Some time ago I participated in a WWII-era rationing cooking challenge and made three recipes using only ingredients that I already had on hand. No shopping allowed! One of these was a tomato aspic that I posted on my silly gelatin blog. I never got around to posting the other two…until now!
The Victory Cook Book was published in 1943 as a promotional recipe and cleaning guide by the makers of Lysol Disinfectant. In order to understand the purpose and significance of this book, it’s important to have some context on life as an American housewife during WWII.
In January 1942, the Office of Price Administration (OPA) set price limits and began to ration food and other necessities. This was done to discourage hoarding and to make sure that limited resources could be distributed more equally throughout the population. Over the next year, a wide variety of goods were added to the ration list including sugar, meat, cheese, fats (like butter and lard), canned fish and milk, and many other processed foods. Sugar, in particular, was unavailable for purchase without coupons. Other items could only be purchased with “points” in the form of stamps.
In order to get points, people had to register with the OPA and specific grocery stores to receive war ration books with their allowance of stamps. Each type of item was assigned a number of points based on its availability, and families could buy rationed foods each month as long as they had saved up enough stamps. Stamps came in green, blue, black, and red, and each were used for different types of products. Blue stamps were generally used for canned goods. You can see a sample point ration chart here.
Of course the prices and number of points needed would fluctuate based on what was in stock. Imagine having to plan meals using this complicated system! Home cooks would need to be very prepared ahead of time, and certain ingredients had to be stretched as far as possible.
Books like The Victory Cook Book were helpful for offering recipes using few ingredients, which would enable a family to save more points by using fewer stamps each month. Housewives had to be very diligent about how they used their family’s points or else they might find themselves with an empty pantry and hungry children!
To see digitized images of war ration books and stamps, click on the link below:
The National WWII Museum of New Orleans: Rationing for the War Effort
The two recipes below are short and sweet, as extended step-by-step instructions are not needed here. There is a good chance you already have all of the ingredients on hand.
Eggs in Rice Nests
This recipe is very simple and requires only three ingredients plus seasonings. It took about 5 minutes prep time (not counting cooking the rice) and I baked it for about 17 minutes to get the egg to set the way I liked it, with a soft yolk. I genuinely enjoy this little rice nest, and I’ve made single portions a number of times as a quick and easy lunch.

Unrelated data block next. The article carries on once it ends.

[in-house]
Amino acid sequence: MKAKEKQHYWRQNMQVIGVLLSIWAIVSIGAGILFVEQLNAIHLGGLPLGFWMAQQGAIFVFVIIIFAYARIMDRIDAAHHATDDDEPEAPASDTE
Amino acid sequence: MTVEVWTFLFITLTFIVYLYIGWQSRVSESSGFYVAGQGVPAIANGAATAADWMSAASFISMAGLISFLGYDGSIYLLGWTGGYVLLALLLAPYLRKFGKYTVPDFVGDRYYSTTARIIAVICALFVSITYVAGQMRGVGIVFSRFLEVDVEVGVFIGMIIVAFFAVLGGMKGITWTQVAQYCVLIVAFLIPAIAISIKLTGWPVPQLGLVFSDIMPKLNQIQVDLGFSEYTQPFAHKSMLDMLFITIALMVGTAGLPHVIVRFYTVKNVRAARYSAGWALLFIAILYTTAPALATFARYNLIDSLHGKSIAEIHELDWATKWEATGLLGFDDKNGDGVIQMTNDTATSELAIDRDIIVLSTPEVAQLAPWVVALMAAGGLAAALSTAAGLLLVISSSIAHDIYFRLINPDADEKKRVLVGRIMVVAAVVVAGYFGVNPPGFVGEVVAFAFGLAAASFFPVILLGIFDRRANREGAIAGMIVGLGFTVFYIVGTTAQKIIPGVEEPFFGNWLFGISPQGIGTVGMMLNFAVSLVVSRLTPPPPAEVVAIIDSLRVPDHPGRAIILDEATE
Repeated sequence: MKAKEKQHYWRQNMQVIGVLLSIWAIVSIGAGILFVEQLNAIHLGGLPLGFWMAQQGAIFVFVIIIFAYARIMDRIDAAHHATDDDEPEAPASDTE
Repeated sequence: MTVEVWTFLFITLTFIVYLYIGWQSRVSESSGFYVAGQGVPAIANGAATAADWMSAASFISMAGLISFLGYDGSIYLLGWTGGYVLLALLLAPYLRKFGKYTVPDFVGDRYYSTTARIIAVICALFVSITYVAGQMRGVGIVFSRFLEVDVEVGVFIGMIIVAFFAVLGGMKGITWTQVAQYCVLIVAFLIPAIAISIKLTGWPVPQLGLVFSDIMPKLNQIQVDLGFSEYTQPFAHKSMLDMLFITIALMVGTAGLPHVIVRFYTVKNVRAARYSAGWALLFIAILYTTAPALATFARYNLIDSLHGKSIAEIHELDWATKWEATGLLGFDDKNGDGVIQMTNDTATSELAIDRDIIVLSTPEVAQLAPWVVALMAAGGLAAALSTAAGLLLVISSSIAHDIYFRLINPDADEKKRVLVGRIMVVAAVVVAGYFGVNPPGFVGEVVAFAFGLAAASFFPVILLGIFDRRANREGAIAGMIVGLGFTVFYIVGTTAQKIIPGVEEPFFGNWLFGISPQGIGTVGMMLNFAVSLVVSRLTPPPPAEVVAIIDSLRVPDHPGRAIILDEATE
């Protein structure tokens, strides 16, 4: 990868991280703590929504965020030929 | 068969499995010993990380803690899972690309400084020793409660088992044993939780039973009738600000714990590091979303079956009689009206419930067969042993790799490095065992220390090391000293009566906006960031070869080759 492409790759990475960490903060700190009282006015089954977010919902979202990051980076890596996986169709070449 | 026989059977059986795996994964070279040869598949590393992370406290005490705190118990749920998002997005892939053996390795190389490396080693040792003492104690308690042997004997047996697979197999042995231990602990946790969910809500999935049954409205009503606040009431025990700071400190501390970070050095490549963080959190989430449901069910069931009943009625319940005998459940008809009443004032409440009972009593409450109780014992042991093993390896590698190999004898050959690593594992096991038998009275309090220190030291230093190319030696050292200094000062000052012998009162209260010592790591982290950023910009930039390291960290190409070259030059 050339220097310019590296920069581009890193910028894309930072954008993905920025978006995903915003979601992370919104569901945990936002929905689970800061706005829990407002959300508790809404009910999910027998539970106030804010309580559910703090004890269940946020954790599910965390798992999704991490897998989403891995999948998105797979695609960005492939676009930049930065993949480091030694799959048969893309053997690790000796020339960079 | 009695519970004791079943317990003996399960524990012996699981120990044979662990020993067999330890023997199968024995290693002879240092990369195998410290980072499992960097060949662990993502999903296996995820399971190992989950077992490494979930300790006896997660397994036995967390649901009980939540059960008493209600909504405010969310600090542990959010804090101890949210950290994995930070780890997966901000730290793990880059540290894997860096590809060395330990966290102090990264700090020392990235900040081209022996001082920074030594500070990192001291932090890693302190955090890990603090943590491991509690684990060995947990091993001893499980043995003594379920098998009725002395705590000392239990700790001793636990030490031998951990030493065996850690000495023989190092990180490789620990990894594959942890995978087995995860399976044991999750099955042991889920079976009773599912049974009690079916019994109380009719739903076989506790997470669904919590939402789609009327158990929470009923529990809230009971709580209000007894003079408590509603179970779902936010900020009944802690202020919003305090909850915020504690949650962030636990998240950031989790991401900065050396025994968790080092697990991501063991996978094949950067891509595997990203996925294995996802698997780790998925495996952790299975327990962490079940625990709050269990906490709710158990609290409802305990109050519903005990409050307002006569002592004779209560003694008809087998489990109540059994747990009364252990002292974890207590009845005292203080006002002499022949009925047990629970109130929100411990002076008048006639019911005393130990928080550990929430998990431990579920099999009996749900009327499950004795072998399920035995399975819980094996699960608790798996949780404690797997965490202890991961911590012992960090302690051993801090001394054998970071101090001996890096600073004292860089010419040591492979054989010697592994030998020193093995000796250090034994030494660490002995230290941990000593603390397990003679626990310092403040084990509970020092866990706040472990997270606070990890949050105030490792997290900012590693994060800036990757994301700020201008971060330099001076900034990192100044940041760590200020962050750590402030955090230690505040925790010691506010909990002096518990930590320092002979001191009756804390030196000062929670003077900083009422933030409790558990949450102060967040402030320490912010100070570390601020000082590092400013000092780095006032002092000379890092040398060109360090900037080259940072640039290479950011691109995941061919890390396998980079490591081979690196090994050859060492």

Ingredients (3 servings)
- 1 1/2 cup hot cooked rice
- 1/4 cup grated cheese
- 3 eggs
- salt, pepper, paprika to taste
Fill three ramekins or small oven-safe bowls with 1/2 cup of rice, making a hollow. Drop an egg in each hollow. Sprinkle rice with grated cheese (about 1 tablespoon each). Sprinkle eggs with salt, pepper and paprika. Bake in a moderate oven (350 F or 180 C) until eggs are set.
If you want to make this truly midcentury American-style, use shredded American, Cheddar, or Colby cheese. Otherwise, just use any kind of hard cheese that you have. Cook for about 10 minutes and check for doneness, then give it more time based on your oven and personal preference. I like to season mine generously with salt and pepper, then add a pinch of paprika. Remember, it is easier to add seasoning later than take it out, so don’t be too heavy-handed if you’re not sure how much to use.
I really wanted to enjoy these muffins more than I did, but they were just a bit dry and not as flavorful as I would have liked. I suspect this had to do with either over-mixing the batter or using shortening instead of butter. I’m sure the WWII housewives also wished they had butter! Still, these cheese muffins are definitely worth trying at home.
Ingredients (3 portions)
- 1 cup sifted flour
- 1 1/2 tsp. baking powder
- 1/4 tsp. salt
- 1 1/2 T. sugar
- Dash paprika
- 1/3 cup grated cheddar cheese
- 1 small egg, well-beaten
- 1/3 cup milk
- 1 1/2 T. shortening, melted.
Mix and sift flour, baking powder, salt, sugar and paprika. Stir in cheese. Combine eggs, milk and shortening; add to flour mixture, stirring only enough to dampen dry ingredients. Fill greased muffin pans 2/3 full. Bake in a hot oven (425 F) 20-30 minutes.
Sift your dry ingredients and stir in cheese. Combine the wet ingredients and add to the dry, mixing only enough to dampen. Do not overmix! Fill greased muffin pans or use muffin/cupcake liners, then bake at 425 F or 220 C for 20-30 minutes.
- National Park Service. Sacrificing for the Common Good: Rationing in WWII: Doing Their Duty by Doing Without. National Park Service. Accessed August 12, 2022. https://home.nps.gov/articles/rationing-in-wwii.htm.
- National Women’s History Museum. Food Rationing and Canning in World War II, Sept 13, 2017. National Women’s History Museum. https://www.womenshistory.org/articles/food-rationing-and-canning-world-war-ii.
- Schumm, Laura. Food Rationing in Wartime America. History.com. May 23, 2014, updated Aug 31, 2018.